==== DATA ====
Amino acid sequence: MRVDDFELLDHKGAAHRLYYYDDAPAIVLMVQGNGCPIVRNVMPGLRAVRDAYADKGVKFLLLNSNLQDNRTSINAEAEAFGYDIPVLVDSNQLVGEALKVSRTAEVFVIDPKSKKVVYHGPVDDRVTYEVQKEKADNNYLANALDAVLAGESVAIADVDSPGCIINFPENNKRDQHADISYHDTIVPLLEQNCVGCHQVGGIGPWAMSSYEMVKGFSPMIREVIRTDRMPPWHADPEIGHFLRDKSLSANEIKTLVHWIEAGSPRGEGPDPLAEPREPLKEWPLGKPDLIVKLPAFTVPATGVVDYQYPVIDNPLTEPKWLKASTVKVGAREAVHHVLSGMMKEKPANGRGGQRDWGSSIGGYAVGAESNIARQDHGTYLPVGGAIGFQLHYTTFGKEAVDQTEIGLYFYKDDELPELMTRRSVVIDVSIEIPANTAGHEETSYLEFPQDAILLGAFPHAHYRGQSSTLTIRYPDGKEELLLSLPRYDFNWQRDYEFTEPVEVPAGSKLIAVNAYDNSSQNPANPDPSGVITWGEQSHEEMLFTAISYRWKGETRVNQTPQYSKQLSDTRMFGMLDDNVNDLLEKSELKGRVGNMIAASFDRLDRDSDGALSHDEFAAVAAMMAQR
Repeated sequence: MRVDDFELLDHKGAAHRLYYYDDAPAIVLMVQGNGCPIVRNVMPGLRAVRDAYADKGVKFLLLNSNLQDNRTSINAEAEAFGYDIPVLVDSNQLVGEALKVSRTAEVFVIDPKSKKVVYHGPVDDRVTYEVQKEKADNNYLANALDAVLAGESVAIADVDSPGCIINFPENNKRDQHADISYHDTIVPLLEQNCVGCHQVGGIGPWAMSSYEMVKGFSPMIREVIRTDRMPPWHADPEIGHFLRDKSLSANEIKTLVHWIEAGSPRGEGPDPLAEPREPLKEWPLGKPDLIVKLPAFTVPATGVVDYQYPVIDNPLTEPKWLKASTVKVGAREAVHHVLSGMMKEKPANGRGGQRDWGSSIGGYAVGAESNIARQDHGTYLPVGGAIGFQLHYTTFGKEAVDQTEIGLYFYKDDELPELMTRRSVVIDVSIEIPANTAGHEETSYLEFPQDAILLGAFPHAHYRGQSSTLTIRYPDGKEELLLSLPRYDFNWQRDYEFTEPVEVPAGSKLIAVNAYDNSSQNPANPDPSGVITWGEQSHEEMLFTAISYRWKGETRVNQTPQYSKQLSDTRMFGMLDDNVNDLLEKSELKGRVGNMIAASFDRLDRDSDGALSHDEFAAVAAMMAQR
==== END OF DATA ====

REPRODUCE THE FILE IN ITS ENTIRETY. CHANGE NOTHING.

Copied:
Amino acid sequence: MRVDDFELLDHKGAAHRLYYYDDAPAIVLMVQGNGCPIVRNVMPGLRAVRDAYADKGVKFLLLNSNLQDNRTSINAEAEAFGYDIPVLVDSNQLVGEALKVSRTAEVFVIDPKSKKVVYHGPVDDRVTYEVQKEKADNNYLANALDAVLAGESVAIADVDSPGCIINFPENNKRDQHADISYHDTIVPLLEQNCVGCHQVGGIGPWAMSSYEMVKGFSPMIREVIRTDRMPPWHADPEIGHFLRDKSLSANEIKTLVHWIEAGSPRGEGPDPLAEPREPLKEWPLGKPDLIVKLPAFTVPATGVVDYQYPVIDNPLTEPKWLKASTVKVGAREAVHHVLSGMMKEKPANGRGGQRDWGSSIGGYAVGAESNIARQDHGTYLPVGGAIGFQLHYTTFGKEAVDQTEIGLYFYKDDELPELMTRRSVVIDVSIEIPANTAGHEETSYLEFPQDAILLGAFPHAHYRGQSSTLTIRYPDGKEELLLSLPRYDFNWQRDYEFTEPVEVPAGSKLIAVNAYDNSSQNPANPDPSGVITWGEQSHEEMLFTAISYRWKGETRVNQTPQYSKQLSDTRMFGMLDDNVNDLLEKSELKGRVGNMIAASFDRLDRDSDGALSHDEFAAVAAMMAQR
Repeated sequence: MRVDDFELLDHKGAAHRLYYYDDAPAIVLMVQGNGCPIVRNVMPGLRAVRDAYADKGVKFLLLNSNLQDNRTSINAEAEAFGYDIPVLVDSNQLVGEALKVSRTAEVFVIDPKSKKVVYHGPVDDRVTYEVQKEKADNNYLANALDAVLAGESVAIADVDSPGCIINFPENNKRDQHADISYHDTIVPLLEQNCVGCHQVGGIGPWAMSSYEMVKGFSPMIREVIRTDRMPPWHADPEIGHFLRDKSLSANEIKTLVHWIEAGSPRGEGPDPLAEPREPLKEWPLGKPDLIVKLPAFTVPATGVVDYQYPVIDNPLTEPKWLKASTVKVGAREAVHHVLSGMMKEKPANGRGGQRDWGSSIGGYAVGAESNIARQDHGTYLPVGGAIGFQLHYTTFGKEAVDQTEIGLYFYKDDELPELMTRRSVVIDVSIEIPANTAGHEETSYLEFPQDAILLGAFPHAHYRGQSSTLTIRYPDGKEELLLSLPRYDFNWQRDYEFTEPVEVPAGSKLIAVNAYDNSSQNPANPDPSGVITWGEQSHEEMLFTAISYRWKGETRVNQTPQYSKQLSDTRMFGMLDDNVNDLLEKSELKGRVGNMIAASFDRLDRDSDGALSHDEFAAVAAMMAQR